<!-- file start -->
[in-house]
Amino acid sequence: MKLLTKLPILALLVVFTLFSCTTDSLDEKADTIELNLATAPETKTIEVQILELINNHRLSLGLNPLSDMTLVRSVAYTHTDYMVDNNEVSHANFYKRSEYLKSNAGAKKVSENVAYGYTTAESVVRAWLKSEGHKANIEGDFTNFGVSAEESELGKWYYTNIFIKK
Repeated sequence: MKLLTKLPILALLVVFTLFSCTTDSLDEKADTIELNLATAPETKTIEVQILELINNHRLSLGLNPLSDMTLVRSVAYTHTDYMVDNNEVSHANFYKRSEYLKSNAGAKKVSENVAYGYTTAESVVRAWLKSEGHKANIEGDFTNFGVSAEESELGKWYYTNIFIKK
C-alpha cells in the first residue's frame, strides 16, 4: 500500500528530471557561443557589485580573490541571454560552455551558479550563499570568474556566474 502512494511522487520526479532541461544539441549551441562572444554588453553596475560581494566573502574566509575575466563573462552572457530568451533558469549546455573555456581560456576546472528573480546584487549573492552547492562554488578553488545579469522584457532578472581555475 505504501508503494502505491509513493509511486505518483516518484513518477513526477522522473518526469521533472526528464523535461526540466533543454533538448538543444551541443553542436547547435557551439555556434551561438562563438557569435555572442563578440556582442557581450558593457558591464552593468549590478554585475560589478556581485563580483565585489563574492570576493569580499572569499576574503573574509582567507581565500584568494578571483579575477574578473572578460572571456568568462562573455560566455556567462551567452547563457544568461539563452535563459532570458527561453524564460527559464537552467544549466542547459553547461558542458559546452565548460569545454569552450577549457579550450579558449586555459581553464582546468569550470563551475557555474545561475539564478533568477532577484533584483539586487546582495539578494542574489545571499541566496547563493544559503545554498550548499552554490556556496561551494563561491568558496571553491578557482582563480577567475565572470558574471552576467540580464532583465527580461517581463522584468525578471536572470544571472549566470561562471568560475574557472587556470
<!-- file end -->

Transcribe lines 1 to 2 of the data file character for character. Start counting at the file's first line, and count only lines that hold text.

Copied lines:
[in-house]
Amino acid sequence: MKLLTKLPILALLVVFTLFSCTTDSLDEKADTIELNLATAPETKTIEVQILELINNHRLSLGLNPLSDMTLVRSVAYTHTDYMVDNNEVSHANFYKRSEYLKSNAGAKKVSENVAYGYTTAESVVRAWLKSEGHKANIEGDFTNFGVSAEESELGKWYYTNIFIKK